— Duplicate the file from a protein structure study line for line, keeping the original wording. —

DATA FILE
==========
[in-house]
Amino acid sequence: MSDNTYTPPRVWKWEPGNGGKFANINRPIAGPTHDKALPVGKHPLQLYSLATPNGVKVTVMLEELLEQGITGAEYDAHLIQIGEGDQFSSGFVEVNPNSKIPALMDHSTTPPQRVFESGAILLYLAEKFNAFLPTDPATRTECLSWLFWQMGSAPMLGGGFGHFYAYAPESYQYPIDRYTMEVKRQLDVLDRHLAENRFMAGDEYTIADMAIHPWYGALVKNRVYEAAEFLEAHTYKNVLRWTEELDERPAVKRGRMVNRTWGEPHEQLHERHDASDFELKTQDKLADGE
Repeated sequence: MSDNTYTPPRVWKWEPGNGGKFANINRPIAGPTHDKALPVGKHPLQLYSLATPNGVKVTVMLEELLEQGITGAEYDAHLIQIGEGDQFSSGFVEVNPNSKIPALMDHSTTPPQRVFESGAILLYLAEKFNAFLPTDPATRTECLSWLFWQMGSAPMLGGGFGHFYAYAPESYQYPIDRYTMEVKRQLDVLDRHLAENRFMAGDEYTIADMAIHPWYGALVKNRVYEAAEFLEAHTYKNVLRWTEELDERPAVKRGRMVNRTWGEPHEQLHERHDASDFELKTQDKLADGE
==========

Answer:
[in-house]
Amino acid sequence: MSDNTYTPPRVWKWEPGNGGKFANINRPIAGPTHDKALPVGKHPLQLYSLATPNGVKVTVMLEELLEQGITGAEYDAHLIQIGEGDQFSSGFVEVNPNSKIPALMDHSTTPPQRVFESGAILLYLAEKFNAFLPTDPATRTECLSWLFWQMGSAPMLGGGFGHFYAYAPESYQYPIDRYTMEVKRQLDVLDRHLAENRFMAGDEYTIADMAIHPWYGALVKNRVYEAAEFLEAHTYKNVLRWTEELDERPAVKRGRMVNRTWGEPHEQLHERHDASDFELKTQDKLADGE
Repeated sequence: MSDNTYTPPRVWKWEPGNGGKFANINRPIAGPTHDKALPVGKHPLQLYSLATPNGVKVTVMLEELLEQGITGAEYDAHLIQIGEGDQFSSGFVEVNPNSKIPALMDHSTTPPQRVFESGAILLYLAEKFNAFLPTDPATRTECLSWLFWQMGSAPMLGGGFGHFYAYAPESYQYPIDRYTMEVKRQLDVLDRHLAENRFMAGDEYTIADMAIHPWYGALVKNRVYEAAEFLEAHTYKNVLRWTEELDERPAVKRGRMVNRTWGEPHEQLHERHDASDFELKTQDKLADGE